Yes, our story is a magnificent one, an exciting one. An inspiring one. And yet we cannot rest on our laurels. I’ve sensed this spirit in my many conversations with our students. I have asked students if they could change one thing and money were not an object what it would be. For many there is a growing sense that we need a state of the art nursing facility to keep pace with our competitors. And in the “nice problems to have” department, as an endorsement of Endicott’s growing strength, we need more residence halls to meet the demands of our growing population and yes, more parking!
Then there is the elephant in the room whenever anyone discusses an ambitious agenda in higher education: affordability. Affordability needs more than hand-wringing and complaining about cost. Someone needs to do something about it. To go beyond the philosophical discussions—which though important are not helpful to those planning to pay their tuition in the near term, the next semester or in the next decade. We must grow wisely, always mindful that we maintain our place as an industry leader by keeping our price point low and, with it, our discount rate below 40 percent.
We will lead the way on the topic of college affordability by engaging our elected officials in a conversation—a very necessary conversation—to seek an exemption to federal anti-trust laws so that we can talk to our peer institutions about a reset of the gross price in the higher education sector. College debt forgiveness is merely a short term approach to a systemic problem. Instead, we should act on instituting income contingent loan repayment plans so students can afford to pay back their loans and still have some disposable income to save for a car or a home—to build a life. And loan repayments should not be a burden on those who chose to enter the service sector. Let us not forget it is the nurses who care for us and the teachers who educate us. I can tell you that without either of them I would not be standing in front of you today.
All of these initiatives come at a price. So we must embark on Endicott’s first ever comprehensive capital campaign. Such a campaign is a challenge—and an opportunity—to launch a new chapter in the history of Endicott College. We must raise funds for new programs and centers, for campus beautification projects, for student scholarships and to grow our endowment. For it is the investments on the endowment that produce interest income used for financial aid packages.
The larger the endowment, the more competitive we can be in attracting even more quality students to attend this great institution. This is especially important as we seek to attract a more diverse and inclusive student body, faculty and staff. I’m sure many of you share my belief that the college campus should be reflective of the world in which we live. And with the proper resources we can transform our campus together. The good news is Endicott is clearly a very worthy investment and I’m confident that together we can make a strong case to those who seek to be the change they wish to see in the world. So we will be engaging in conversations with our trustees, our donors, our parents and our alumni. With the firm belief that together we can transform this institution even further. That our passion for Endicott will continue to be contagious. We will rely on broad-based participation because making a gift is just as important as the size of the gift. I know we will succeed in this important endeavor. Because where there’s a will, we want to be in it!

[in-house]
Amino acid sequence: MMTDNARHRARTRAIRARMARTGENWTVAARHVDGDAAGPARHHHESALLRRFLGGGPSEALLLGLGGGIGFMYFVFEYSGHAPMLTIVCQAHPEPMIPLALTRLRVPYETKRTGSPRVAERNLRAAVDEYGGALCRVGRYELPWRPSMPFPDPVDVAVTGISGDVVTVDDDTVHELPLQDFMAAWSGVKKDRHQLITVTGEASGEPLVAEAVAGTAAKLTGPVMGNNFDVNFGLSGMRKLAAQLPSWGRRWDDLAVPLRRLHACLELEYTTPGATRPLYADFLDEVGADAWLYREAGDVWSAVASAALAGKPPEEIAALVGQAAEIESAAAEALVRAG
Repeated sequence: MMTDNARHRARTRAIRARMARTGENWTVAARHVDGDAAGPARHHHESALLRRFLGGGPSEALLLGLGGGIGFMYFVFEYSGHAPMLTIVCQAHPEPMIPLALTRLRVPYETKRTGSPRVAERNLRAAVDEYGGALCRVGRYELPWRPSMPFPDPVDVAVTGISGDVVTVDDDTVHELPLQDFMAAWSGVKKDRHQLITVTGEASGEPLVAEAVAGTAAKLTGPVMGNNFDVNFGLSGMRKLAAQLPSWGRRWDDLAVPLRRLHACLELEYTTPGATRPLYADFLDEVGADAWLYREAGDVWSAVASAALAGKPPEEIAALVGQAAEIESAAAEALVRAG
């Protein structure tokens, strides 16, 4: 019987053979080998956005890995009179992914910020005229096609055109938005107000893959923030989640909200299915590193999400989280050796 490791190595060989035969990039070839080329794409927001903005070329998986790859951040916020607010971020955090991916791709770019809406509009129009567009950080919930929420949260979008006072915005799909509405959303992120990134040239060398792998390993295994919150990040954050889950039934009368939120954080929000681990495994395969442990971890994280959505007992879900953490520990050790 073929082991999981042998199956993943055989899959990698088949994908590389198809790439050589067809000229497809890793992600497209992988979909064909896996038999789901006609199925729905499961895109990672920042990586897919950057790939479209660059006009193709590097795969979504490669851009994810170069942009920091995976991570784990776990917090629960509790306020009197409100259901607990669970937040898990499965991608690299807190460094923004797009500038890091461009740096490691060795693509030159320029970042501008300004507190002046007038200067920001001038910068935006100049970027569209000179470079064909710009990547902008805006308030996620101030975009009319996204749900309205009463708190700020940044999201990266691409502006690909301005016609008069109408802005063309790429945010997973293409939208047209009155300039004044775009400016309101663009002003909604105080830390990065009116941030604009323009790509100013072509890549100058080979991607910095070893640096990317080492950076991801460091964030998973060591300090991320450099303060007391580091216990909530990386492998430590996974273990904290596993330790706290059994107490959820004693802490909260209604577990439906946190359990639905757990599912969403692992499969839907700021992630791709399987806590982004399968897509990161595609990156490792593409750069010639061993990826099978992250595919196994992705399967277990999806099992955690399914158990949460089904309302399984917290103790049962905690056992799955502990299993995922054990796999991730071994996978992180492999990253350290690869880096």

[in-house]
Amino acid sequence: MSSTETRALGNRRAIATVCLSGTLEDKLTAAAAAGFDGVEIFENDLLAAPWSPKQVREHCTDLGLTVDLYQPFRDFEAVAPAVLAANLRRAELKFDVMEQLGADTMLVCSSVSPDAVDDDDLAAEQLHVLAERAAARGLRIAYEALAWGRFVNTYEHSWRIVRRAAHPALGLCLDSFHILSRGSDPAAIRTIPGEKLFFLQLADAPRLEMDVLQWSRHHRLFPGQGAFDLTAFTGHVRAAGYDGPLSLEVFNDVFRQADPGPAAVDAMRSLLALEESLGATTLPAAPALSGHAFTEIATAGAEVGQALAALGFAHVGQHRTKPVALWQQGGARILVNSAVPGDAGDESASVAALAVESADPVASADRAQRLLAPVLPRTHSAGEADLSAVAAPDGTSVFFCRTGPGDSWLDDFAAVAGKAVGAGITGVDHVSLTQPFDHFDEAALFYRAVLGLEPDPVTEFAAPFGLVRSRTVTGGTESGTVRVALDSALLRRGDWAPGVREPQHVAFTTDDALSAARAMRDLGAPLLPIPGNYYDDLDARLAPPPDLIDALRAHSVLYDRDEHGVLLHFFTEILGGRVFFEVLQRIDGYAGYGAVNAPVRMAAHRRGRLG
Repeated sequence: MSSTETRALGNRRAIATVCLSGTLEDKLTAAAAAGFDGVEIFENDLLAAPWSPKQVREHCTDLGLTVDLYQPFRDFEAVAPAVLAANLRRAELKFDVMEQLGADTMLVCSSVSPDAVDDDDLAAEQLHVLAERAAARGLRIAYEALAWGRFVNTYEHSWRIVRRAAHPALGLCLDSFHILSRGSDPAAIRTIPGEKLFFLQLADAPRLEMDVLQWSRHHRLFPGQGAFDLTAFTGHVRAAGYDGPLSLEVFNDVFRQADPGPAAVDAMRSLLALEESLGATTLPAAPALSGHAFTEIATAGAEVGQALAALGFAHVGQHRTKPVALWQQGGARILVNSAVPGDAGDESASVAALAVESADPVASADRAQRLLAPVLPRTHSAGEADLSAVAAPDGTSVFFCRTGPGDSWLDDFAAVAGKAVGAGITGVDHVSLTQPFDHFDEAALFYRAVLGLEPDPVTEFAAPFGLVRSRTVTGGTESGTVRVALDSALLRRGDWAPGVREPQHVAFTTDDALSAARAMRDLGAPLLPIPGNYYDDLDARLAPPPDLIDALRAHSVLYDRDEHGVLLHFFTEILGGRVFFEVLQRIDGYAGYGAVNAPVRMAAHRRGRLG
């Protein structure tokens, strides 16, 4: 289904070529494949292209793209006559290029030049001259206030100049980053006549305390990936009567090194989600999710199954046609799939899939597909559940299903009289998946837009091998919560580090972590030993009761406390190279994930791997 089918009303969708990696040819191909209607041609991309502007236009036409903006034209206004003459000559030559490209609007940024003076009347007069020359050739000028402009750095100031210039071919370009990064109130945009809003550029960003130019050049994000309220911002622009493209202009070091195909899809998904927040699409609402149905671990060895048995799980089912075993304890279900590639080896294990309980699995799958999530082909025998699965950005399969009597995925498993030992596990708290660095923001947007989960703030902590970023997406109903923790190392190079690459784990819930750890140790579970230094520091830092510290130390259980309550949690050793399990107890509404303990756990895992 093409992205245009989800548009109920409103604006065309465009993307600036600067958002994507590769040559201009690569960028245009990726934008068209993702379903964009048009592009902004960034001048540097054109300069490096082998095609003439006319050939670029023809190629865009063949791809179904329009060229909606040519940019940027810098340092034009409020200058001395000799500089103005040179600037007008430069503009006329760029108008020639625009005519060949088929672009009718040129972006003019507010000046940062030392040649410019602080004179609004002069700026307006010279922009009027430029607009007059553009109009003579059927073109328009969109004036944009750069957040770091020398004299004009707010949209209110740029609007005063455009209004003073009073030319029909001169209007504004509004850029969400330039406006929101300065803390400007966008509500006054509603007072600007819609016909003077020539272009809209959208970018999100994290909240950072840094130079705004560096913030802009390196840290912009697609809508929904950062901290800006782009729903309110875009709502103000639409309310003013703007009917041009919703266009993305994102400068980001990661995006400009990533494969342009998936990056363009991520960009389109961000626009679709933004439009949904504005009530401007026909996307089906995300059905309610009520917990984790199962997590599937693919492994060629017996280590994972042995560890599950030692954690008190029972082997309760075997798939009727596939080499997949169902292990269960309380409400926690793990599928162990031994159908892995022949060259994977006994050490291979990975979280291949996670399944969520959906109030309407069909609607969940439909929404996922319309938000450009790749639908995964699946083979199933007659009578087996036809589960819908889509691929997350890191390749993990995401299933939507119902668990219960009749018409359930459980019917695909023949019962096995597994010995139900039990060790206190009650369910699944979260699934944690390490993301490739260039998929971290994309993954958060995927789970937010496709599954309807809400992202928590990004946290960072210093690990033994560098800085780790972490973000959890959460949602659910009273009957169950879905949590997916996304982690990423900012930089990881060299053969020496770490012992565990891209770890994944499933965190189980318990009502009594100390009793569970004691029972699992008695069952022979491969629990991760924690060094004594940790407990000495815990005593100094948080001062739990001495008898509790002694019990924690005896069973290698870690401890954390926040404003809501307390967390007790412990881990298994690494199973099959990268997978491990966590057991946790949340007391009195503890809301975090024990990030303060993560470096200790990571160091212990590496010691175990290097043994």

I am so grateful, honored—and most of all excited—to have the privilege of leading as together we write the next chapter in the Endicott story. There is much we will seek to accomplish and I’m confident our entire community will rise to the occasion. Ensuring we remain at the forefront of innovation in higher education. That Endicott remains affordable and within reach. Together we will produce high performing teams and leaders, meeting the demands of the market and continuing to hire the best and brightest faculty, supporting their teaching, research and publications. Supporting all of this, we will grow the endowment to a level never before seen at this institution, creating greater sustainability as a thriving institution of higher learning.
And we will make sure we share—broadly, widely, proudly—the Endicott story. Spreading the word that Endicott is more than the name of a beautiful campus with three beaches. That Endicott is a leader in academic offerings, internship experiences and delivery methodologies, providing our students with opportunities—both abroad and throughout this great country—that are nothing less than life-changing.
Our story, the Endicott story, is really about our people. It is less about the past and more about the future. It is less about the internship, but more about the intern. It is less about the care, and more about the caregiver. It is less about the dream, but more about the dreamer. That next chapter for Endicott begins now, when I can say with optimism, excitement and great pride—it’s a great day to be a Gull!